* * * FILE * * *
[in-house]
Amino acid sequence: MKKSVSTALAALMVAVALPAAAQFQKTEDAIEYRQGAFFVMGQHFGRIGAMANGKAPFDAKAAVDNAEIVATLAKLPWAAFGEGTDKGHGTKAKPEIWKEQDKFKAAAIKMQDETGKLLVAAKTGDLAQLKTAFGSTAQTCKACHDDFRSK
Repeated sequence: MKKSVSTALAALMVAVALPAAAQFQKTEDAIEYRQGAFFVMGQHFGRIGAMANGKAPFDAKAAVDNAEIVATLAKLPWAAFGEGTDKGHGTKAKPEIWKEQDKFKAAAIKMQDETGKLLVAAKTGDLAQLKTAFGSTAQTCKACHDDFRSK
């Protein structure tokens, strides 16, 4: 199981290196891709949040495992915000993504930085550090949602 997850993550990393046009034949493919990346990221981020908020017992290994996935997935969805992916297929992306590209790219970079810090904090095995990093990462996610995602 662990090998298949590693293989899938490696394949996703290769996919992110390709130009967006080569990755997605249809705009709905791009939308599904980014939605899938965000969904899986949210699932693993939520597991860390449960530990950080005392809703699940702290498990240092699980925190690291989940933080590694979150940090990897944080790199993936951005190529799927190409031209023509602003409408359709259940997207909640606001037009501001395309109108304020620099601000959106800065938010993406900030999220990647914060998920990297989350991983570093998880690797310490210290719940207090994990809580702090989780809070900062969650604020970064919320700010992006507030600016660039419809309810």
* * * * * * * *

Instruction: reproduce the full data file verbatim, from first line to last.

[in-house]
Amino acid sequence: MKKSVSTALAALMVAVALPAAAQFQKTEDAIEYRQGAFFVMGQHFGRIGAMANGKAPFDAKAAVDNAEIVATLAKLPWAAFGEGTDKGHGTKAKPEIWKEQDKFKAAAIKMQDETGKLLVAAKTGDLAQLKTAFGSTAQTCKACHDDFRSK
Repeated sequence: MKKSVSTALAALMVAVALPAAAQFQKTEDAIEYRQGAFFVMGQHFGRIGAMANGKAPFDAKAAVDNAEIVATLAKLPWAAFGEGTDKGHGTKAKPEIWKEQDKFKAAAIKMQDETGKLLVAAKTGDLAQLKTAFGSTAQTCKACHDDFRSK
């Protein structure tokens, strides 16, 4: 199981290196891709949040495992915000993504930085550090949602 997850993550990393046009034949493919990346990221981020908020017992290994996935997935969805992916297929992306590209790219970079810090904090095995990093990462996610995602 662990090998298949590693293989899938490696394949996703290769996919992110390709130009967006080569990755997605249809705009709905791009939308599904980014939605899938965000969904899986949210699932693993939520597991860390449960530990950080005392809703699940702290498990240092699980925190690291989940933080590694979150940090990897944080790199993936951005190529799927190409031209023509602003409408359709259940997207909640606001037009501001395309109108304020620099601000959106800065938010993406900030999220990647914060998920990297989350991983570093998880690797310490210290719940207090994990809580702090989780809070900062969650604020970064919320700010992006507030600016660039419809309810």